Need to do some hedge trimming but don’t know where to start? I felt the same, but learned that with the right tools and the right approach, this job can be easy and the results are really worthwhile. Let me explain more.
Trim a hedge twice a year to keep it tidy, with formative pruning on newer plants to create their shape. You might need to use electric tools on large hedges, but with careful pruning of overgrown and dead branches, you will achieve great results trimming hedges with hand tools.
By trimming a hedge from the base upwards, and making sure the bottom is slightly wider than the top, you will encourage an even growth and get that neat square shape that’ll make you the envy of your neighbours.
Let’s break the task into three elements so that you will feel confident about how to trim a hedge.
What Tools Do You Need To Trim A Hedge?
Safety should always come first, so don’t even think about putting a blade anywhere near a bush unless you’ve got goggles and gloves!
- Protective eyewear is a must, as you can heal scratches on your arms a lot more effectively than those on your eyes! Goggles prevent all manner of debris from landing in your eyes, and there are a wide range of styles available depending on your budget and fashion sense.
- Sturdy gloves prevent blisters while helping you win the war against thorns. Cheap gloves can be a false economy as they often provide little defence against spiky shrubs, so if you’re committing to the cause, investing in some thick gloves is a smart move.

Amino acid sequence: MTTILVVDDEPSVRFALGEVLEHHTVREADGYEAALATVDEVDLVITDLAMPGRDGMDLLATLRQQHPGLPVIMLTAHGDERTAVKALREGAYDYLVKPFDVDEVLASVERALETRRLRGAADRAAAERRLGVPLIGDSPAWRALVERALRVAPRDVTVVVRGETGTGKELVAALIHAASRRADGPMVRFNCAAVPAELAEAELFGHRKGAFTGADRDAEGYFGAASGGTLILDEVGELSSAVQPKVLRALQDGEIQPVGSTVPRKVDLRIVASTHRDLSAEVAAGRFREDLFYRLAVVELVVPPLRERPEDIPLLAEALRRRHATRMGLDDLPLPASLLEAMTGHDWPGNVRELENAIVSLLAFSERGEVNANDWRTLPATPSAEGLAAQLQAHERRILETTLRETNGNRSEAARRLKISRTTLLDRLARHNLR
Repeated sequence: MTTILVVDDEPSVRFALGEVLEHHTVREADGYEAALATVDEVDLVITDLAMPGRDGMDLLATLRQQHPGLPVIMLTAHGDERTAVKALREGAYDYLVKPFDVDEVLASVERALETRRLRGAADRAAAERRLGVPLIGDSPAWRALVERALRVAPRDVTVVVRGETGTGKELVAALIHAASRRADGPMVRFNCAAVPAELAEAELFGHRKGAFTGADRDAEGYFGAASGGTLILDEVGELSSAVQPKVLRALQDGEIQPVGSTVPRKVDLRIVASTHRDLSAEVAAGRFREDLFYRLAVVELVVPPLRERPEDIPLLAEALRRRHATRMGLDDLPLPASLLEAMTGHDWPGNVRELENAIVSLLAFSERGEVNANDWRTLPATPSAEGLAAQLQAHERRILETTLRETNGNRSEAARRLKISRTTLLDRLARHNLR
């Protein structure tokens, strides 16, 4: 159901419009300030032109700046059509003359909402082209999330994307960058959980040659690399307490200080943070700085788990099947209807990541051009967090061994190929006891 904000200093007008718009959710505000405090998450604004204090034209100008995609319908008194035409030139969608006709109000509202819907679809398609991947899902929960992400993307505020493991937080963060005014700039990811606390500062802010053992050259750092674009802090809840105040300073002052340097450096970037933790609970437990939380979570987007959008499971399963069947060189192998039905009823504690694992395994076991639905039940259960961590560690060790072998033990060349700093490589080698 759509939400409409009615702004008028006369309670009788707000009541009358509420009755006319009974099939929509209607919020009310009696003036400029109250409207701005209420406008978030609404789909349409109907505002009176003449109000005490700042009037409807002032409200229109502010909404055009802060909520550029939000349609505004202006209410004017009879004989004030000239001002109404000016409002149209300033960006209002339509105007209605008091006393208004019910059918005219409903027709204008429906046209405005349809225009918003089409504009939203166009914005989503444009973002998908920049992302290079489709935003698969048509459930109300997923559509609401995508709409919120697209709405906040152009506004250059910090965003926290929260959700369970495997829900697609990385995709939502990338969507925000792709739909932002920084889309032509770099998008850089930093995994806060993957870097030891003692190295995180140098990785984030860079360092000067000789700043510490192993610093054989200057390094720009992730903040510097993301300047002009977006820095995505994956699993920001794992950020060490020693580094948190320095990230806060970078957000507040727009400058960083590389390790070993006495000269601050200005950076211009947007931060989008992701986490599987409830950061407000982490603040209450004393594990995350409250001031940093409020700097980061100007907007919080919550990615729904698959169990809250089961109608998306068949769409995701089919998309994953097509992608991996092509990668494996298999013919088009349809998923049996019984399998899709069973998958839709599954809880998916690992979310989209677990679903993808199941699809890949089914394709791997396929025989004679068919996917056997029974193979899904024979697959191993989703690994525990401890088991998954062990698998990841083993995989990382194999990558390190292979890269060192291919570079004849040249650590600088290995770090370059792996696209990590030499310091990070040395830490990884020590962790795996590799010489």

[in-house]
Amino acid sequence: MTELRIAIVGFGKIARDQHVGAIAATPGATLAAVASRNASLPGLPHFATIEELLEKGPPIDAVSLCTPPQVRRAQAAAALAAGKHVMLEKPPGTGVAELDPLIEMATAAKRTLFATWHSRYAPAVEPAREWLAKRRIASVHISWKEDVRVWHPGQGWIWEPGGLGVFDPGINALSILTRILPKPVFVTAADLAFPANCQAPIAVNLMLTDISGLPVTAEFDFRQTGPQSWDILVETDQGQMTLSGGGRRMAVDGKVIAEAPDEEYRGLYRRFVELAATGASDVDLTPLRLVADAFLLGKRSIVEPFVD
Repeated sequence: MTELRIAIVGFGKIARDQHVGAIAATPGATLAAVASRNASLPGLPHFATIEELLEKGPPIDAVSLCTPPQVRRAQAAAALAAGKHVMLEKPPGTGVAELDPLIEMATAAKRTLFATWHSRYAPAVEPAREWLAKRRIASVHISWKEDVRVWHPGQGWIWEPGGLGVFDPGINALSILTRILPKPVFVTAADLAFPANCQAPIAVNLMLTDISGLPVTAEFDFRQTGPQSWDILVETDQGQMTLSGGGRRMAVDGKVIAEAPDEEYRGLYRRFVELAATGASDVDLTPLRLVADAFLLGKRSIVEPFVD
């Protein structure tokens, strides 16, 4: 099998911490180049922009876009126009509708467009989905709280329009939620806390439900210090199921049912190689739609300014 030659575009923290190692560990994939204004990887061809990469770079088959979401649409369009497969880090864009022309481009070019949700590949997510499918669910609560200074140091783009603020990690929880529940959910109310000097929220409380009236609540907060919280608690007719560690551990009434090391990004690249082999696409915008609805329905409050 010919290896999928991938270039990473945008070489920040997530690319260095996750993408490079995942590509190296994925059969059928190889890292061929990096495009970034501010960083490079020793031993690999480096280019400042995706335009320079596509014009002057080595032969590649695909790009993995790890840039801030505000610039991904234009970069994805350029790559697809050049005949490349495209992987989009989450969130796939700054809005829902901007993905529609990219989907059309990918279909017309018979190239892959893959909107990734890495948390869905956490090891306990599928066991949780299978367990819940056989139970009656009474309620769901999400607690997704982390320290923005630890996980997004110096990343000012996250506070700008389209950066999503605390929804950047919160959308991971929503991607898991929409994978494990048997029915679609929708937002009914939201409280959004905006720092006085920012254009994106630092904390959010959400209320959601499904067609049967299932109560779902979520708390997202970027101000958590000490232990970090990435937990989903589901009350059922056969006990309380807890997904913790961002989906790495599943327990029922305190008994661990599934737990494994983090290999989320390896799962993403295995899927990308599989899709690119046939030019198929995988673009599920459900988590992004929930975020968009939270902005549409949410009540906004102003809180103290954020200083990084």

- Overalls are a great way to protect your clothes from plant-based damage, while giving off the message that you mean business when beating your bushes back into shape. However, sensible sturdy clothing will suffice – long sleeves will provide some protection against thorns and such like.
Hedge Trimming Shears
First and foremost you will need something to actually execute the hedge trimming. If you are starting out and don’t want to spend a fortune, then a robust pair of hand shears will get the job done. Some shears have extendable handles which provide extra reach and more power for your pruning. Combine them with some secateurs for fine tuning and you’re in great shape.
For bigger jobs like tall hedges, or to save time, you can consider electric or petrol-driven hedge trimmers; these are often long-handled to provide extra reach.
Here are the key things to consider when using shears:
- Use sharp properly lubricated shears – for smooth trimming, ensure the shear is not only sharp but also well lubricated, so less effort is needed.
- Keep powered shears below your shoulder height when trimming large hedges; it’s all about stability, maintaining your state of equilibrium. When you’re trimming the top of the hedge on a ladder, moving shears on top of your head, you’re much unstable and at high risk of tumbling down.
- Use long-handled shears for less effort and a maximum safe distance away from thorns.
- Observe electric safety rules – avoid using electric shears on damp hedges. Additionally, keep the insulated cable away from the shears; to avoid cutting it accidentally, keep it over your shoulders.
If you are working with bigger bushes, you may need to use a ladder or a platform to reach the tallest foliage. Resist the temptation to use a chair, if possible; the risk of injury should outweigh the convenience of familiar furniture!